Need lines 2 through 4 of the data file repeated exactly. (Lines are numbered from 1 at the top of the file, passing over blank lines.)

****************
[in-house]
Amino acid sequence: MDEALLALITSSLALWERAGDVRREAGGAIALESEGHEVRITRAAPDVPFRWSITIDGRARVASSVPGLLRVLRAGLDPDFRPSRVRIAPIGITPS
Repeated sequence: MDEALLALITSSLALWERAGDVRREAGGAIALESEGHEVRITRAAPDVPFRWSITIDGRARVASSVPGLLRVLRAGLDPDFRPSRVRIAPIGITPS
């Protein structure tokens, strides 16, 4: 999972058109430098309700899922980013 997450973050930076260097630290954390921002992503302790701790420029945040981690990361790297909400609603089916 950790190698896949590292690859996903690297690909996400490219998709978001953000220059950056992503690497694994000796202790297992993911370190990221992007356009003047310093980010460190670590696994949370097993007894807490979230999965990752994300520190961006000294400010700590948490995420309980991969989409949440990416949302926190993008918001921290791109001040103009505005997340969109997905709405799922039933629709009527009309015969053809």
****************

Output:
Amino acid sequence: MDEALLALITSSLALWERAGDVRREAGGAIALESEGHEVRITRAAPDVPFRWSITIDGRARVASSVPGLLRVLRAGLDPDFRPSRVRIAPIGITPS
Repeated sequence: MDEALLALITSSLALWERAGDVRREAGGAIALESEGHEVRITRAAPDVPFRWSITIDGRARVASSVPGLLRVLRAGLDPDFRPSRVRIAPIGITPS
């Protein structure tokens, strides 16, 4: 999972058109430098309700899922980013 997450973050930076260097630290954390921002992503302790701790420029945040981690990361790297909400609603089916 950790190698896949590292690859996903690297690909996400490219998709978001953000220059950056992503690497694994000796202790297992993911370190990221992007356009003047310093980010460190670590696994949370097993007894807490979230999965990752994300520190961006000294400010700590948490995420309980991969989409949440990416949302926190993008918001921290791109001040103009505005997340969109997905709405799922039933629709009527009309015969053809």